Grieving father says Disney declined request to put Spider-Man on his 4-year-old son's gravestone

Like many kids (and adults, too!), four-year-old Ollie Jones - from Barming, Maidstone - had always been a huge fan of Spider-Man. When he died from the rare disease leukodystrophy in December, his father brought in someone dressed as the superhero for the funeral. He even planned to put an image of Spidey on Ollie's gravestone.

But Disney said no. While company officials reportedly extended condolences and noted that it was their honour to have contributed to Ollie's happiness, they cited a policy of banning the use of its characters on "headstones, cemetery or other memorial markers or funeral urns," in an effort to "preserve the same innocence and magic around our characters that brought Ollie such joy."

Yahoo has reached out to Disney, which owns Marvel Entertainment, the company behind the Spider-Man franchise, for comment.

Supporters of Ollie's family have now have started multiple petitions on Change.org, the most successful having garnered more than 6,100 signatures as of Wednesday morning. Meanwhile, more than 12,000 people had signed on to another petition that Lloyd Jones, Ollie's father, promoted on Facebook.

Lloyd Jones wants to feature Spider-Man on his late son Ollie's tombstone. (Photo: Lloyd Jones via Facebook)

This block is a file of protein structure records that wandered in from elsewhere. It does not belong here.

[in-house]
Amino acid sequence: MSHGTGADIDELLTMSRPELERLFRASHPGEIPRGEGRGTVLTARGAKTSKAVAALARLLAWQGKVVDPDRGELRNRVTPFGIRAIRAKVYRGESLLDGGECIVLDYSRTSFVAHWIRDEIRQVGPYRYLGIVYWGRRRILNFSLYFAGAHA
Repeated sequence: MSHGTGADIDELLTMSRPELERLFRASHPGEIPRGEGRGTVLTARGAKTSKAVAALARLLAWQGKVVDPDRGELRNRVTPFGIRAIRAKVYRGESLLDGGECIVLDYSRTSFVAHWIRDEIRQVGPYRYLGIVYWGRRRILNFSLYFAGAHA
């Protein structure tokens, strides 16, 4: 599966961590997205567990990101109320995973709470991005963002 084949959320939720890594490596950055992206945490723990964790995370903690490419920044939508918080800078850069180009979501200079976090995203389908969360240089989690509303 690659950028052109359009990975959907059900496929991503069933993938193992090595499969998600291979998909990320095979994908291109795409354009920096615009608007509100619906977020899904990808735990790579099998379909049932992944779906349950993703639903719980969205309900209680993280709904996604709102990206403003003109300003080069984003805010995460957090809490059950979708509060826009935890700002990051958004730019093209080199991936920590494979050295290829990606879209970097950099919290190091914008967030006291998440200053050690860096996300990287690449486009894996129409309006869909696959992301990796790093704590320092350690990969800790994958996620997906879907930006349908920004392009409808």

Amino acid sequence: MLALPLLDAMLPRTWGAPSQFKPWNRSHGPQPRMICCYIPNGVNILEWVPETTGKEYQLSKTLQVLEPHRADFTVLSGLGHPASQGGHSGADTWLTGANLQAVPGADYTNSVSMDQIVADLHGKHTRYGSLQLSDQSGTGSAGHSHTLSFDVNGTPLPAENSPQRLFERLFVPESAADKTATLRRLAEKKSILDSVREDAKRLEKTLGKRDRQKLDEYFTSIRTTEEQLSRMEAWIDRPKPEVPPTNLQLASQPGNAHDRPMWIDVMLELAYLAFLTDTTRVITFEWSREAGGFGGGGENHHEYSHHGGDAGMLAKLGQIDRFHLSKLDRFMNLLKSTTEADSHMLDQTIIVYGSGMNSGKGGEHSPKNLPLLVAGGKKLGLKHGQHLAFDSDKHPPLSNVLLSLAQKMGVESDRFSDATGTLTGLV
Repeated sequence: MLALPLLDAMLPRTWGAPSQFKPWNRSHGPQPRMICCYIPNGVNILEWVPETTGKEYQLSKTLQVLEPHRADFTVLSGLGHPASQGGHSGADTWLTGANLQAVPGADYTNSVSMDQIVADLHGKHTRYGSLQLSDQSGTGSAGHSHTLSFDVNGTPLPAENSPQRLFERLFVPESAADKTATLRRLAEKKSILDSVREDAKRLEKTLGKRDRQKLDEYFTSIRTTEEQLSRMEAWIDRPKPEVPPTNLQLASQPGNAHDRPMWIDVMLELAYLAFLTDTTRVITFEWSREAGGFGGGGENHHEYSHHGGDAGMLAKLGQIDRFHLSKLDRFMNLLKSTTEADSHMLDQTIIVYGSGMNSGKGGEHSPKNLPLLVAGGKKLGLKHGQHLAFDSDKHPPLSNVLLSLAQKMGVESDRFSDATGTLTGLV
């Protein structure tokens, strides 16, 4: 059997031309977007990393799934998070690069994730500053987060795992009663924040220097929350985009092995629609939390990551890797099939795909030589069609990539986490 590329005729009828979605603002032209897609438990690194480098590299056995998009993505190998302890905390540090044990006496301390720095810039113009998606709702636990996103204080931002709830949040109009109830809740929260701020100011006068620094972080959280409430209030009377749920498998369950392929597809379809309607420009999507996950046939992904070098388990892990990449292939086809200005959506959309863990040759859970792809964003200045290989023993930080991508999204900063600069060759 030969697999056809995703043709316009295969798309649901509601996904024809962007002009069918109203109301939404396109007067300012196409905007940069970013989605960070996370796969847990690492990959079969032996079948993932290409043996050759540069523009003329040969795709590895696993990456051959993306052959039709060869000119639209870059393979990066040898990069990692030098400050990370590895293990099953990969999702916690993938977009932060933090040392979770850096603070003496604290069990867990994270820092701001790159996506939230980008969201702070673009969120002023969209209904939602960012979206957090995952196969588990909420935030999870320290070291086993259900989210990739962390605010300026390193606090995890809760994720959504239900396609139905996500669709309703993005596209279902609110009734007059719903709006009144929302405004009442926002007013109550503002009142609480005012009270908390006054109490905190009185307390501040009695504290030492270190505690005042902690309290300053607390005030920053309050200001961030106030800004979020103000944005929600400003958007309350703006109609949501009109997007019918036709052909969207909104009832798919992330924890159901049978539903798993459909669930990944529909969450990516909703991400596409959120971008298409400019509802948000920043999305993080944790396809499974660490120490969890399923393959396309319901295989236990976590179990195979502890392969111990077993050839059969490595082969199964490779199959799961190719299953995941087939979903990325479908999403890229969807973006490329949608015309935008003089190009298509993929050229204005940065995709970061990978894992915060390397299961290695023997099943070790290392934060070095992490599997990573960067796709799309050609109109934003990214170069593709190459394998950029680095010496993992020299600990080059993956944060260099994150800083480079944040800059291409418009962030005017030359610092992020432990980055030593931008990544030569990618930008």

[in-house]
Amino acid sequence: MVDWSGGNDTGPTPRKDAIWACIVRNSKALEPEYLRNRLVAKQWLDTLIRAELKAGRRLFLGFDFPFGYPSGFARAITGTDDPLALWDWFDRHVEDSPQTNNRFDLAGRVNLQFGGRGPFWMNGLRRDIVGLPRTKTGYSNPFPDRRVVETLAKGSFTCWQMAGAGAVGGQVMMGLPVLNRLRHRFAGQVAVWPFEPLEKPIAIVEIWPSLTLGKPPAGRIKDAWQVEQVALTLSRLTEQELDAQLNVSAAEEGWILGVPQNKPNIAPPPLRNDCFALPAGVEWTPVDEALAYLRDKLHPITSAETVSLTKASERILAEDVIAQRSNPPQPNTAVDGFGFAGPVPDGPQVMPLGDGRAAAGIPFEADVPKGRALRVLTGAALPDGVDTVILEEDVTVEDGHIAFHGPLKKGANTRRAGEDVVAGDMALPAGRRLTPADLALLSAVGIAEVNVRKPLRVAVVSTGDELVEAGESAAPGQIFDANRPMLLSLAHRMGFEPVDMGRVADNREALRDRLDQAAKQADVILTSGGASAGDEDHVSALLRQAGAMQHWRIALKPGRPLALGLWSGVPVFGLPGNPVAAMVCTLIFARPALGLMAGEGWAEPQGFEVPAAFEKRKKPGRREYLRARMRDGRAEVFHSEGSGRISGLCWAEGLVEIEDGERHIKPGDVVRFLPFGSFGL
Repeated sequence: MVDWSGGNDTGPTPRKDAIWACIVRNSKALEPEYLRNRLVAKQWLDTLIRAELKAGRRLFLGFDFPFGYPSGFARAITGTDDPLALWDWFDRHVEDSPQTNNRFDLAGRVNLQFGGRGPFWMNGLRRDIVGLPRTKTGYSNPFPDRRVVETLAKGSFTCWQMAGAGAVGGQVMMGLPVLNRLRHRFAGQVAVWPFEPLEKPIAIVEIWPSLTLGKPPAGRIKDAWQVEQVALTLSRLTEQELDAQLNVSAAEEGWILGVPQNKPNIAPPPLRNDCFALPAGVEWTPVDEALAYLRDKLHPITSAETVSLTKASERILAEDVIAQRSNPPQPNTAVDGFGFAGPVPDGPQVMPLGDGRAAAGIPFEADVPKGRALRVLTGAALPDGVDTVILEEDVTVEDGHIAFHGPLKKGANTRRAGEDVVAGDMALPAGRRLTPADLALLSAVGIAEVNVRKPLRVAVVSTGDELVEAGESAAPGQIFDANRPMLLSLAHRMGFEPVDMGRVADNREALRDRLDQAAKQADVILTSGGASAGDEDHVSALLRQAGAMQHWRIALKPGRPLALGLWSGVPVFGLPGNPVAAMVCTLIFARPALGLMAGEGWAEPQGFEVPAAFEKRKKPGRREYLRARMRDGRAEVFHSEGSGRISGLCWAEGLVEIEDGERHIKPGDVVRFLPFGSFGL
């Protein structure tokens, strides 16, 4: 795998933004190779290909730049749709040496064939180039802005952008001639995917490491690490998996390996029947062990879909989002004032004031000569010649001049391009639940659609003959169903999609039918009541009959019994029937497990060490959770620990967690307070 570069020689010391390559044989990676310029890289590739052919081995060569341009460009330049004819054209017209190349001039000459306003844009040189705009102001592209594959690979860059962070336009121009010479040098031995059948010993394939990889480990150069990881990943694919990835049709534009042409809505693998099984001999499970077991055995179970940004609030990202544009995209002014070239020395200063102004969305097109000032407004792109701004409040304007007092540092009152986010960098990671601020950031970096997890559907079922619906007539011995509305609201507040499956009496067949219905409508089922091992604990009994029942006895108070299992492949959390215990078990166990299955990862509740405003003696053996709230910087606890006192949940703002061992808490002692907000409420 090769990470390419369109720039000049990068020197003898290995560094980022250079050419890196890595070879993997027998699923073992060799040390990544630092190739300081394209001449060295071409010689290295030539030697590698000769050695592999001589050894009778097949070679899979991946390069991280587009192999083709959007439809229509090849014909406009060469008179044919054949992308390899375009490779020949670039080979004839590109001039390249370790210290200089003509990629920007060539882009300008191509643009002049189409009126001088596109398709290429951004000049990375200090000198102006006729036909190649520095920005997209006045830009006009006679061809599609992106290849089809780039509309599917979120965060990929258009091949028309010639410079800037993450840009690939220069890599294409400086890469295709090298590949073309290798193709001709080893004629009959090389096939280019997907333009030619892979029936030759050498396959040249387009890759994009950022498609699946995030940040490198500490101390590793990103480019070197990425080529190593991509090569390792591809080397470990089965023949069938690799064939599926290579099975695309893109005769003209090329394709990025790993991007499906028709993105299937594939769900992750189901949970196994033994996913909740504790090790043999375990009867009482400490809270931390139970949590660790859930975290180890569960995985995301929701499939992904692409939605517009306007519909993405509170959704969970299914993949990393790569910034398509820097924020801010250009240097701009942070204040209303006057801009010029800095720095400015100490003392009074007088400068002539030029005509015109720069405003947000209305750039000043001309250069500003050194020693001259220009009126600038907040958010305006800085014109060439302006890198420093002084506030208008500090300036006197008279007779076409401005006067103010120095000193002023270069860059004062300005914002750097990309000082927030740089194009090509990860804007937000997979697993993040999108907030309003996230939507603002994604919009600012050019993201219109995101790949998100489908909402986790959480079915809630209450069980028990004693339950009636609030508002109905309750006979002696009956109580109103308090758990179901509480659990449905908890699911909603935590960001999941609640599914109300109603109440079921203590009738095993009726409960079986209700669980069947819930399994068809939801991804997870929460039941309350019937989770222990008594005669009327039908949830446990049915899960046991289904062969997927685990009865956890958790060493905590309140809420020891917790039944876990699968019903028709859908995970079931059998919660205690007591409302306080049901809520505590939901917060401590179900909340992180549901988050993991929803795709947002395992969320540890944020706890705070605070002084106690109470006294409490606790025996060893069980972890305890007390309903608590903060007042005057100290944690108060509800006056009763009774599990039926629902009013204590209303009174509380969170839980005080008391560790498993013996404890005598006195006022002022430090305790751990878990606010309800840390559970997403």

The Sun reported that Jones had initially taken the request to his local government in the Kent, town of Maidstone and had been told that it had to be approved by the copyright holder.

He was "shocked" to have his request denied by Disney, he said. "I didn't really expect it. I just thought they'd be all right with it," he told the New York Daily News.

Family member Jason Jones shared an image of what the Spider-Man gravestone would look like on his Facebook.

A drawing of what Ollie Jones's tombstone would look like if permission to include Spider-Man is granted. (Photo: Jason Jones via Facebook)

Ollie's dad said the inclusion of Spider-Man would have been important to his son.

"We spent his last birthday in Disneyland," he said. "And when he was on his death bed, we bought him a Spider-Man... and that stayed with him the whole time."

Responding to the story, local film critic Mike Shaw said: "A company of this size flexing its muscles in such a petty way over a very local, personal issue, it's unlike anything I've seen."

- This article first appeared on Yahoo

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